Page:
The answer is you don’t know what happens.

It may still be stored in your browser’s cache.

It may still be stored in a network monitor’s log of your activity.

It may still be stored in some spyware’s log of your activity.

Or it may not.

The bottom line is that I wouldn’t count on the latter. If you have reason to be concerned at all, heck if you have reason to even think about this issue, then I would make sure never to do anything on your work computer and network that you wouldn’t want your boss to see.

Save everything else for home.

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8 comments on “When I delete private email at work, can it still be found?”

  1. one method that makes it extremely difficult for company IT departments is to connect to an SSH session on your home network, then tunnel through it using a Remote Terminal client (RDP, VNC, etc). Then, everything you do is on a remote computer (yours) using your home internet connection.

    About the only way your company IT gurus will know what you’re doing are regular screenshots of your workstation, which they are capable of doing, but tend not to due to storage requirements. however, this is becoming less and less of a deterrent..


  2. A sure method would be to use your own laptop (or a portable email capable device) and your own wireless broadband connection. Since it doesn’t use company’s resources, IT can not tap it. However it still can be against companies policy unless you are doing it in your own time.

    • Yes.
      Be sure you aren’t using your computer or smartphone over the company’s network. They can see any unencrypted data, and they can see which websites you are visiting or which VPN you are using. And they can tell when you are slacking off and using the Internet when they expect you to be working.

  3. Hi Leo,
    I’ve made my living at computer forensics for a decade and a half now. Things always change, but for the moment, here’s how I see it. In the US, mostly, anything you do on the company’s computer, especially on the company’s time, is likely to be something the company is allowed to look at and keep. It’s not easy to completely remove email from a local computer (deleting doesn’t do it), and data we’ve found on such computers has been essential in deciding the outcome of dozens of cases I’ve worked on. Webmail doesn’t leave much on the local computer, but as you mentioned, a man in the middle might still be recording this. Outlook is encrypted, but backups may be stored on the company’s servers, and Outlook files can be hacked to bring back deleted email. Most other email programs are text-based and leave lots of data laying around. I’d say a rule of thumb is that email at work is nonsecure, and your employer may even have a responsibility for filtering and keeping some of it. There’s a video article discussing different types of email here. Hope it’s helpful!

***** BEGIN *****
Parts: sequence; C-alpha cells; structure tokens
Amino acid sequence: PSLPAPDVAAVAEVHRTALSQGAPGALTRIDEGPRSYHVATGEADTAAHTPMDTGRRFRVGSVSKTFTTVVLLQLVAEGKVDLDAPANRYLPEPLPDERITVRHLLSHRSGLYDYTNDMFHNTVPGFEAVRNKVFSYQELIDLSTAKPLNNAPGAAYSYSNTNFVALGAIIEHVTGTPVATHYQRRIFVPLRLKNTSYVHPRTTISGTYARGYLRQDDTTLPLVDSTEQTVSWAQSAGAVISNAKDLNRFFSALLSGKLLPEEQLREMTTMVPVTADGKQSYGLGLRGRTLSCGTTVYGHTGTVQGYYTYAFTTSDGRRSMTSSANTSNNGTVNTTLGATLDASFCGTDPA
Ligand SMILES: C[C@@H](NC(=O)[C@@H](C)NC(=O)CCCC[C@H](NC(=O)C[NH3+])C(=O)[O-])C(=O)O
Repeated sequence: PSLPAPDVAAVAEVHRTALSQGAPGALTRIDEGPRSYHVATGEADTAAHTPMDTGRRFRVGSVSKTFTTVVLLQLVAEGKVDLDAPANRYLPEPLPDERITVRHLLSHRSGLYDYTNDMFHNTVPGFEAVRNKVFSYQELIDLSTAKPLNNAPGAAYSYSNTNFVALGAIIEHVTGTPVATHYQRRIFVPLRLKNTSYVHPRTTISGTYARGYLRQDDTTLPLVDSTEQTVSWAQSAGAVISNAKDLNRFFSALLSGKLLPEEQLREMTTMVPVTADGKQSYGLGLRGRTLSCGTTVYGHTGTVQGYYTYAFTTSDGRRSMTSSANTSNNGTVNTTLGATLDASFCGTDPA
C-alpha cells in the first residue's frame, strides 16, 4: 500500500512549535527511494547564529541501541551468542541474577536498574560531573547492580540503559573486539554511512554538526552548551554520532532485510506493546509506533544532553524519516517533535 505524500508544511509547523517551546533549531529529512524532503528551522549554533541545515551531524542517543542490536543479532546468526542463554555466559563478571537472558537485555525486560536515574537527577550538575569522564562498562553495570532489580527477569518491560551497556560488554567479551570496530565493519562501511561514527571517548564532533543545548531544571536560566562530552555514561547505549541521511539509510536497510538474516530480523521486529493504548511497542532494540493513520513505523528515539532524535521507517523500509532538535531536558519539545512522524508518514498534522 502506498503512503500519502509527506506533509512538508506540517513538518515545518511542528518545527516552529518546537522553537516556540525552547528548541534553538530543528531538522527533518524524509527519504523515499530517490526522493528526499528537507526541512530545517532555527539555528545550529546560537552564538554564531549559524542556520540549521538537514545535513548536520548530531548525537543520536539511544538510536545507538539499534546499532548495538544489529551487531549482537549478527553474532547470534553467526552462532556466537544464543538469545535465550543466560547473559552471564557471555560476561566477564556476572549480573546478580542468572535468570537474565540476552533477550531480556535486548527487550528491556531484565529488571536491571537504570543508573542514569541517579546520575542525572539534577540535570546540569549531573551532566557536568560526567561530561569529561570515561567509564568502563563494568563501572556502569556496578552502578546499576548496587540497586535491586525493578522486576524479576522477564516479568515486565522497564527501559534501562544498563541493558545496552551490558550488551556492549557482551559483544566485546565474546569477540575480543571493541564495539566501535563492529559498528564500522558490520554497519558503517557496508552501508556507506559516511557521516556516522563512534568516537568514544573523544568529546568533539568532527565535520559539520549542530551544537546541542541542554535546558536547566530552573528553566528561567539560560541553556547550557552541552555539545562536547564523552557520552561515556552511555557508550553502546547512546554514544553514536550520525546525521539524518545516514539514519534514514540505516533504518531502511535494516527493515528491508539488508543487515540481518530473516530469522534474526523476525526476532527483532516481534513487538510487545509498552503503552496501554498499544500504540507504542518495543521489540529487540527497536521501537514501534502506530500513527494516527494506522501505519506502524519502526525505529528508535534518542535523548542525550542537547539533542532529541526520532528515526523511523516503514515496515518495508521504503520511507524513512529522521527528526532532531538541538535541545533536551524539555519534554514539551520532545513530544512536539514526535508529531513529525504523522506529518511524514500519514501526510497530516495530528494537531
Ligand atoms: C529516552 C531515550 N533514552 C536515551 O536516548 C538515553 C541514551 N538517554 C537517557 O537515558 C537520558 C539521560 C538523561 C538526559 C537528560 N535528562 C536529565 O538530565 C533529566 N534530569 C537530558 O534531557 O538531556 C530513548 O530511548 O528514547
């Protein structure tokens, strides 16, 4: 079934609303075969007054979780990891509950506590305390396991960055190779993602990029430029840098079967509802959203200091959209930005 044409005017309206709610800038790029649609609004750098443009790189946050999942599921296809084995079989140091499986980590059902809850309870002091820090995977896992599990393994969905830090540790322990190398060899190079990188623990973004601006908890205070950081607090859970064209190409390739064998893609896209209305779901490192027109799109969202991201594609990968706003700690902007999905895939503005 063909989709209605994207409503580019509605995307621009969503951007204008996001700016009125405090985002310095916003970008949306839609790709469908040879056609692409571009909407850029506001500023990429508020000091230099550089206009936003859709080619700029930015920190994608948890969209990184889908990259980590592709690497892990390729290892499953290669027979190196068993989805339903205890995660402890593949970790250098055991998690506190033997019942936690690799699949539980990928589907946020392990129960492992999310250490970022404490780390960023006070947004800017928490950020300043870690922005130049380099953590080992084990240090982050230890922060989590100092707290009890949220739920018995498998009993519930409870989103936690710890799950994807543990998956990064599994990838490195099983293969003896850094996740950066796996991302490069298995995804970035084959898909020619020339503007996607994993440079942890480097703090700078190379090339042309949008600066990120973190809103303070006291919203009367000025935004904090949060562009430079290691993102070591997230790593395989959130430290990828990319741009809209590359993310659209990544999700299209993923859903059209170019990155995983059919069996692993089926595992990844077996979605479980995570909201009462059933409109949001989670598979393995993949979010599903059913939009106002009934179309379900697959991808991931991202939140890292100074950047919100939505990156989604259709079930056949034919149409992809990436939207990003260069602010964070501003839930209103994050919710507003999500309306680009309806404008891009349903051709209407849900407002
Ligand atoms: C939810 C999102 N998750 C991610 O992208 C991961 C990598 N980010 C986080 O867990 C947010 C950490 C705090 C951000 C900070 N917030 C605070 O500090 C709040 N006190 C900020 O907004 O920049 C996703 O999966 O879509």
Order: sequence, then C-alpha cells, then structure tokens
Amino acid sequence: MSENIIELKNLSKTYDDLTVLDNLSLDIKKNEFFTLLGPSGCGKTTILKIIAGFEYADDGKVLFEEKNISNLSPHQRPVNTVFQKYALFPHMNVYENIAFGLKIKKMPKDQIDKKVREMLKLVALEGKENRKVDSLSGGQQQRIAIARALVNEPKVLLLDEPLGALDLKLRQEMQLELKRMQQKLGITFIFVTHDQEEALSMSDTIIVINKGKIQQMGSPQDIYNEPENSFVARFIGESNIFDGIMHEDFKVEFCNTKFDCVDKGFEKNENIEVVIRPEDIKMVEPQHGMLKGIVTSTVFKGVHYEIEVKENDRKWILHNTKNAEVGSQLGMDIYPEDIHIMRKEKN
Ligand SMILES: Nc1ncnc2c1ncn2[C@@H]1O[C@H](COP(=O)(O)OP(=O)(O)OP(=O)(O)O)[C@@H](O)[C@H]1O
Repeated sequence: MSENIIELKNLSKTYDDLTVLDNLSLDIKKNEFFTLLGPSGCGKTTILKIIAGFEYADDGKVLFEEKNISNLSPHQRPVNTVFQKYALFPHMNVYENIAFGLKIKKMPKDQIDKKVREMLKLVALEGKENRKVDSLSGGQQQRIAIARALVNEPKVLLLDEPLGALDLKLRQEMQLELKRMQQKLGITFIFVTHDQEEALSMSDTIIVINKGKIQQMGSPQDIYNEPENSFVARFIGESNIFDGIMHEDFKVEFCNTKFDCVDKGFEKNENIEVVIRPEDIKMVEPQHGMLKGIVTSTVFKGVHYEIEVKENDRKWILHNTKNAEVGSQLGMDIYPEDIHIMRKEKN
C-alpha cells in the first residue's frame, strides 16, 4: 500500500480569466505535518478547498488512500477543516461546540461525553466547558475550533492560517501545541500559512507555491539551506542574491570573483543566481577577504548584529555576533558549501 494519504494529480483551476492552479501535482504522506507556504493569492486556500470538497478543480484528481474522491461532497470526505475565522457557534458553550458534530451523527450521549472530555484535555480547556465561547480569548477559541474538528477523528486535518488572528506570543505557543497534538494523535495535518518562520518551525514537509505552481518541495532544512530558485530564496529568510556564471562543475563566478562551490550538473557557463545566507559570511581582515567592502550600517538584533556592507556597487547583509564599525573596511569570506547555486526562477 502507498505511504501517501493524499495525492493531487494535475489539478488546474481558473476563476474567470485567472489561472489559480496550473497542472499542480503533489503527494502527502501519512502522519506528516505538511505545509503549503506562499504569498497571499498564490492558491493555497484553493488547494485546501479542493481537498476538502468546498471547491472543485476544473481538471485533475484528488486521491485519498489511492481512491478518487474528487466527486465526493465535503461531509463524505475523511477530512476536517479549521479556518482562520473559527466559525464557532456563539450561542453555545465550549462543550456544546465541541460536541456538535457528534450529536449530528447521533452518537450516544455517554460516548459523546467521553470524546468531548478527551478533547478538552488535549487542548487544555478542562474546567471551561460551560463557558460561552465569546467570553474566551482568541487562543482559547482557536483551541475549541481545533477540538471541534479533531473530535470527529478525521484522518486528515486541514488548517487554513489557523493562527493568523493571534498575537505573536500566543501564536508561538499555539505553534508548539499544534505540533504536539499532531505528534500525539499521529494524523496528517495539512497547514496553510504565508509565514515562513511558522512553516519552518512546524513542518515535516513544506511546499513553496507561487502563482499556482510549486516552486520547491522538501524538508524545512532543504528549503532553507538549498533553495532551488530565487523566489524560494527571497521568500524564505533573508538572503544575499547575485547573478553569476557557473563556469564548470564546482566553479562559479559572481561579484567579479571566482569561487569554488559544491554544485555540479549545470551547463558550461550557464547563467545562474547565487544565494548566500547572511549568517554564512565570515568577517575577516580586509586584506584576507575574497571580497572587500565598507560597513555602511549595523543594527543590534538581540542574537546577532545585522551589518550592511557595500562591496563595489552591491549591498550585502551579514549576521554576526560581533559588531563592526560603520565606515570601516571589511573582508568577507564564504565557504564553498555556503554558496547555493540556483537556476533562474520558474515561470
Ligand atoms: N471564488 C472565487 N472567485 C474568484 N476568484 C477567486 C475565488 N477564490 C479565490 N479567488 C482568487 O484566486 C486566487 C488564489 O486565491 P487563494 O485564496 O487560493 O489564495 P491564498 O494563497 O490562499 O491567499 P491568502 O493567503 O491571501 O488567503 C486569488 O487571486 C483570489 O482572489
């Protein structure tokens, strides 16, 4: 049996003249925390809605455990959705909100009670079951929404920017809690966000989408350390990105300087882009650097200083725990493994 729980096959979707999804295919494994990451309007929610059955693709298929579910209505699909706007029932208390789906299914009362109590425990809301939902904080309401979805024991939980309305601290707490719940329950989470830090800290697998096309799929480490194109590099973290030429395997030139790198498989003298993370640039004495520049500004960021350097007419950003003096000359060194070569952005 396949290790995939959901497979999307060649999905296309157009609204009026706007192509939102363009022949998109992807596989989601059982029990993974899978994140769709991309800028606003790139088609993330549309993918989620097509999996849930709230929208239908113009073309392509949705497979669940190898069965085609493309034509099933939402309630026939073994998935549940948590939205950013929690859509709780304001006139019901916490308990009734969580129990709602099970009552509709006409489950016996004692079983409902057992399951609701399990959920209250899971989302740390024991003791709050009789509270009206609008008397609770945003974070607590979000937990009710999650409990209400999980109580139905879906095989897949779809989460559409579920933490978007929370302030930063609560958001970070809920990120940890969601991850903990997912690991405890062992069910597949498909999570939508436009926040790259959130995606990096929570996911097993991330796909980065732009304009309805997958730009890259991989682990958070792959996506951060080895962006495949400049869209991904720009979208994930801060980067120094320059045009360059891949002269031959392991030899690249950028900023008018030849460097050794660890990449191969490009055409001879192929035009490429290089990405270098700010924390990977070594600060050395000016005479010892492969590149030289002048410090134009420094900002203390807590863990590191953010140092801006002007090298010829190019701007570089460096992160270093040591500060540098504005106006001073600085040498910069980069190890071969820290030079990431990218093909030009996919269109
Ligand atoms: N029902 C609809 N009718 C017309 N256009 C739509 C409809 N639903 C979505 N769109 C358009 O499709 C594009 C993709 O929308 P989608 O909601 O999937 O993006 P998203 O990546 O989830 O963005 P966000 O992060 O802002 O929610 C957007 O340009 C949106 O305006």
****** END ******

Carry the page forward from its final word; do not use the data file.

4. Very informative. Just what i have been going through when i was at work. Very good work pleeese keep it up.Honesty is always the best policy in respect to your Boss of course.

  5. Okay. Very informative all. Now, what if the internet connection is provided through an employers network, but you are using a personal computer to access your AOL or other email. I heard one IT guy say that the IT dept. could tell that an employee is on the internet, but they do not know where. Not sure if this is true. But what about the emails? Are they saved on the company network?

    • The IT department can see everything that goes over their network unless you are using a VPN or an SSL (https) connection. But if you use one of those, the company can see that you’ve used a VPN or which website you’ve accessed via an SSL connection, and that could also get you in trouble.

  6. “IMs are typically not encrypted, and as a result extremely easy for network administrators to monitor and log.”

    Since this article has been written, this has changed. Many IMs such as WhatsApp, Signal, and Telegram are end-to-end encrypted, but your company can still see which services you’ve used.